As a first indicator of lithology in non-evaporitic intervals, the gamma log is extremely useful in suggesting where shale may be expected in a formation; worldwide, elevated gamma readings in a sandstone-mudstone succession are typically used to indicate shaliness of the formation (Vclay). Clays can contain high levels of potassium-containing minerals, thorium (another radiogenic mineral) tends to be fixed in shales (c.f. sands), and that clays typically “fix” marine uranium into the sediment in three main ways i) chemical precipitation in acid (pH 2.5 - 4.0) or reducing environments, ii) adsorption by organic matter in the clays, iii) adsorption by phosphates in the clays. Uranium can also be mobilised and “re-fixed in the subsurface across redox interfaces. High gamma readings can also be due to the elevated potassium content in glauconite-rich sands, or the secondary movement of uranium to form “hot” cement and fissure fills in a number of Middle East reservoirs.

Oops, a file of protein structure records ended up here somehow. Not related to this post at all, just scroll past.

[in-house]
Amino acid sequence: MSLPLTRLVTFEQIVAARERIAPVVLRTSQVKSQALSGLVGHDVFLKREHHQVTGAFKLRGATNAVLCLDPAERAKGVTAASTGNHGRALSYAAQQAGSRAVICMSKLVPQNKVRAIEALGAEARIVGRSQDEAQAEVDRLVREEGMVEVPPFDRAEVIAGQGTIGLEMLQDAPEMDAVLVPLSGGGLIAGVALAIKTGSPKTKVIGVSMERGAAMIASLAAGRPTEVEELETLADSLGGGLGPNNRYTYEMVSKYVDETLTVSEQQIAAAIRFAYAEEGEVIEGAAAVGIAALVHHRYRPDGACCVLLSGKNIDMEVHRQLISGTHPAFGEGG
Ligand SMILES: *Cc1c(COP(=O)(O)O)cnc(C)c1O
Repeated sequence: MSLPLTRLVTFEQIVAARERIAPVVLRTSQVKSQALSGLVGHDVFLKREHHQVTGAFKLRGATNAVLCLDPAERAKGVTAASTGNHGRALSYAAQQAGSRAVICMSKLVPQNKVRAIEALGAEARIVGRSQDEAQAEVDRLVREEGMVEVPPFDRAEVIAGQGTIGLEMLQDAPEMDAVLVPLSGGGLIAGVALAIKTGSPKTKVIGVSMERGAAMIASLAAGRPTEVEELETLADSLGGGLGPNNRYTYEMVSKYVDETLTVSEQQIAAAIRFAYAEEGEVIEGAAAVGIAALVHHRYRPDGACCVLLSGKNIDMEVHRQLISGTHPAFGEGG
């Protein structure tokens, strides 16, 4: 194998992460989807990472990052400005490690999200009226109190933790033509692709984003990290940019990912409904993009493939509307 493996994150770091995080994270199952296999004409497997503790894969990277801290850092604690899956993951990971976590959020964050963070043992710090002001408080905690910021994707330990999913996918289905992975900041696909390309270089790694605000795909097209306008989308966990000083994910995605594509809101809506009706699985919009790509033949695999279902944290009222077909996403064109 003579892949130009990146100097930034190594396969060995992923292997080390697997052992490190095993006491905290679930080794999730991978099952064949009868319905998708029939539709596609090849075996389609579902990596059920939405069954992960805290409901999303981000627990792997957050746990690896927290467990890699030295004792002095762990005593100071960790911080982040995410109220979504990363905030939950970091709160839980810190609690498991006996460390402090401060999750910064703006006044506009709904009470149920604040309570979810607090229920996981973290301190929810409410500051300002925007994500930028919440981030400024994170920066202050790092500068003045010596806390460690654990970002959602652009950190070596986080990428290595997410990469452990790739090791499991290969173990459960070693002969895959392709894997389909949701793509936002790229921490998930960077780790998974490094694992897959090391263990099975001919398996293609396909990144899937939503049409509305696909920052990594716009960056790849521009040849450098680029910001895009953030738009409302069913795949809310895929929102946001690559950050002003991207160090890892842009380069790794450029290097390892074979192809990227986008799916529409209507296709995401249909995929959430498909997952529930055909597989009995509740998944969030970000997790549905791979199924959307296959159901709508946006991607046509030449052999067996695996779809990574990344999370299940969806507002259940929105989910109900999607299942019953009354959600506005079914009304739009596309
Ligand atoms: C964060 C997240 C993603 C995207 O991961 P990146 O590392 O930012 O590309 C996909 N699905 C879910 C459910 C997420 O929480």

More importantly for our purposes, high gamma signatures can be associated with those evaporites which contain high proportions of the potassium salts such as sylvite, carnallite, and polyhalite (Table 1; Figure 2). In the potash-entraining salts, there is between 10% and 50% potassium by weight. When it is considered that the average shale contains only 2.7% potassium, the very strong radioactivity indicative of the potassium salts in an evaporite suite is understandable and means potash beds can be distinguished from the somewhat-elevate uranium-derived kicks of marine shale and the low radiogenic content of any adjacent halite, anhydrite or carbonate beds.

In contrast to halite units containing potassium salts, the more common evaporites, such as halite and anhydrite, give very low readings on the gamma log scale (Figure 2). Once an initial tie-back to core-determined assay values is done, it is possible to reliably estimate the percentage of K2O from the gamma response. As a general "rule of thumb," Edwards et al. (1967) showed that for a 6.25-inch, liquid-filled hole there was a correlation of 12.6 API units per 1% K2O.